Saturday, October 30, 2004

David Hogberg explains why he thinks Andrew Sullivan and Christopher Hitchens are being dangerously silly.
Face it: the so-called "Famous Monsters of Filmland" may have scared us as children, but they were mostly misunderstood creatures who weren't malicious or intentionally monstrous. Now, however, we are forced to confront real-life monsters who will truly make it difficult to get to sleep this Halloween (being so close to Election Day and all).
If you want a great Halloween/Campaign Season chuckle, check this out.

Happy 35th Birthday to the Internet!

Thursday, October 28, 2004

Wednesday, October 27, 2004

So, XM offers live breaking news, but you're stuck with what they pick for you. Apple gives you all the storage space you want, a cocoon against the outside world, and a mostly useless color screen. Is it just me, or is it obvious that these companies should get together? What I really want is a wireless iPod that can suck down live updates or a MyFi that lets me play every track that XM has ever broadcast. Instead, I'm forced to choose between immediacy and control—or forced to spend $700 to have both. I'll save my money and hope they solve my dilemma for me.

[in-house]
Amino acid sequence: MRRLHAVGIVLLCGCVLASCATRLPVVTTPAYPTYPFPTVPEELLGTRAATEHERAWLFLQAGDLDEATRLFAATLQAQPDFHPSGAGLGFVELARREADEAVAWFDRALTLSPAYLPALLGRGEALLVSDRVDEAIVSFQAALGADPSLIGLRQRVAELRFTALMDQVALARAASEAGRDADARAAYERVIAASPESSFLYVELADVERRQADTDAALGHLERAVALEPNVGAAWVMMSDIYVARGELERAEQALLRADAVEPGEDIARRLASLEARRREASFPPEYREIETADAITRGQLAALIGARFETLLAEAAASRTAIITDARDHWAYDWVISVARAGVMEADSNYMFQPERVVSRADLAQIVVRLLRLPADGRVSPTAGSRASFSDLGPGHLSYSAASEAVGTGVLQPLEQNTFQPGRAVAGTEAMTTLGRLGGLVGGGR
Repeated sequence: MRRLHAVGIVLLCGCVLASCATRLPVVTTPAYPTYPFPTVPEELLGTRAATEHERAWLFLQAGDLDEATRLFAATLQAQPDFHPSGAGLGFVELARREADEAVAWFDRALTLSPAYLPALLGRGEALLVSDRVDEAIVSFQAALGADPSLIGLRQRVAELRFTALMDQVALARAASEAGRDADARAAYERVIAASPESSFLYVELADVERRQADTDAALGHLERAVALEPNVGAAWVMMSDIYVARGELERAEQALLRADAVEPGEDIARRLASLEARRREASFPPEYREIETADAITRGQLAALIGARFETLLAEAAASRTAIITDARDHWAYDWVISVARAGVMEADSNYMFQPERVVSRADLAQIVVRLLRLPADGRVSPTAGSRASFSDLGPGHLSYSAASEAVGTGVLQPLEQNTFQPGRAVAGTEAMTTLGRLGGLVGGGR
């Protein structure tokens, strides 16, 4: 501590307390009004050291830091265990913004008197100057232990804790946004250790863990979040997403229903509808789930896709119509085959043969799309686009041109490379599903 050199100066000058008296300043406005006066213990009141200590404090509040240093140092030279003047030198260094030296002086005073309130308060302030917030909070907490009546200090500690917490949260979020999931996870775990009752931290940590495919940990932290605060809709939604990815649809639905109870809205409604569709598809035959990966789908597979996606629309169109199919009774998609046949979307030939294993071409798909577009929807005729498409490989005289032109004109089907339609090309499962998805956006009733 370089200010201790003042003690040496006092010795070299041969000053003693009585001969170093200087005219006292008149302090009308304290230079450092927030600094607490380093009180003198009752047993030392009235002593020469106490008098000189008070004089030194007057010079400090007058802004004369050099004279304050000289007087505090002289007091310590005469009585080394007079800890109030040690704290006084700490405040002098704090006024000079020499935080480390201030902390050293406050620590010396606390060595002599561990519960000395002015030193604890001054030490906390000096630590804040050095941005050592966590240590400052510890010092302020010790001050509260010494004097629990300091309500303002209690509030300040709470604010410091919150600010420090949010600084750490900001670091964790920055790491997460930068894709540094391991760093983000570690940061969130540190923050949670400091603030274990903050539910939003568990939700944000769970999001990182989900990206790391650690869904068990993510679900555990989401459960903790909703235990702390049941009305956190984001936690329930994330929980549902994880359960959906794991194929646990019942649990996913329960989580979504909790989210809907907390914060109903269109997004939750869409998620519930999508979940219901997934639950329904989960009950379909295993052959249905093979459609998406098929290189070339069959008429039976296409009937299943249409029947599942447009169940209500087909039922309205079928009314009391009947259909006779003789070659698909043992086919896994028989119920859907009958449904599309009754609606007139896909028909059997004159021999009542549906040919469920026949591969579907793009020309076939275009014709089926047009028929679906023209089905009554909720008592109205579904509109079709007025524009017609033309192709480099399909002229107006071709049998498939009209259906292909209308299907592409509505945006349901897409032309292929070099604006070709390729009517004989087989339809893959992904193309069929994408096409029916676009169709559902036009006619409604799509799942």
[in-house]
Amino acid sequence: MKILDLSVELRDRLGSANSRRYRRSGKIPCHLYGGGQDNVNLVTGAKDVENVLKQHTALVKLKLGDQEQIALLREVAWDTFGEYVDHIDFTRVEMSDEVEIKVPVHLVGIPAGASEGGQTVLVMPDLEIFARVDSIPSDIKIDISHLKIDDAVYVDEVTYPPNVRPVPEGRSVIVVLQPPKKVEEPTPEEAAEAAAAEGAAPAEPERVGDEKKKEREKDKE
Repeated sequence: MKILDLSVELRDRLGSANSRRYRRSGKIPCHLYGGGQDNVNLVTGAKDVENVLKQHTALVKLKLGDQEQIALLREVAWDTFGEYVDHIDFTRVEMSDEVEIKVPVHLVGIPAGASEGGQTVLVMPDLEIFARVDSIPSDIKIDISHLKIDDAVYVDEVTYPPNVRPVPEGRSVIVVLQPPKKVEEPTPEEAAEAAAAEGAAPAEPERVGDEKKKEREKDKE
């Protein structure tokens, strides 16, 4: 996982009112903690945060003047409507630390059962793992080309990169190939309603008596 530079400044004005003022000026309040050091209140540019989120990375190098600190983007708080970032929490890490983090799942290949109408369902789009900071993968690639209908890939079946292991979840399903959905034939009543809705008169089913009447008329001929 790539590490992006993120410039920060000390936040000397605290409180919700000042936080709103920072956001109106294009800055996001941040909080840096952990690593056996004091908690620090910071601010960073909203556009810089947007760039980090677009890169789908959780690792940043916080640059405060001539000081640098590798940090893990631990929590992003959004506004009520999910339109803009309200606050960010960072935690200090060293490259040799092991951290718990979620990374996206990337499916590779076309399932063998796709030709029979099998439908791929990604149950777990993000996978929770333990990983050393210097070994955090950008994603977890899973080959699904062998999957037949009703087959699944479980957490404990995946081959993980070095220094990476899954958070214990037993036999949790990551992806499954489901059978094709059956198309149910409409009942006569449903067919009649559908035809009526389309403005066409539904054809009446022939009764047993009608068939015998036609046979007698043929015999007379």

Slate's Paul Butin on the iPod and how it stacks up against the new MyFi player from XM.

Monday, October 25, 2004

Friday, October 22, 2004

One of the last great predictions of Einstein's General Theory of Relativity, that the very fabric of space-time can be "dragged" by mass, has been confirmed with higher accuracy (although the team behind the more comprehensive Gravity Probe B experiment is skeptical of this team's results).

Tuesday, October 19, 2004

Interview with Macromedia CEO Robert Burgess on the company's interest in PDAs and other non-PC tools.

Wednesday, October 13, 2004

And now silence. French celebrity philosopher Jacques Derrida has gone off into the great gap in the sky. Like many students who had to read his intentionally obtuse tracts, I found him tedious. The real shame though is that his work was force-fed to students in literature classes—not philosophy classes where he belonged, and where his work actually does have some meaning (the groundlessness on which post-Kantian philosophies are ultimately based).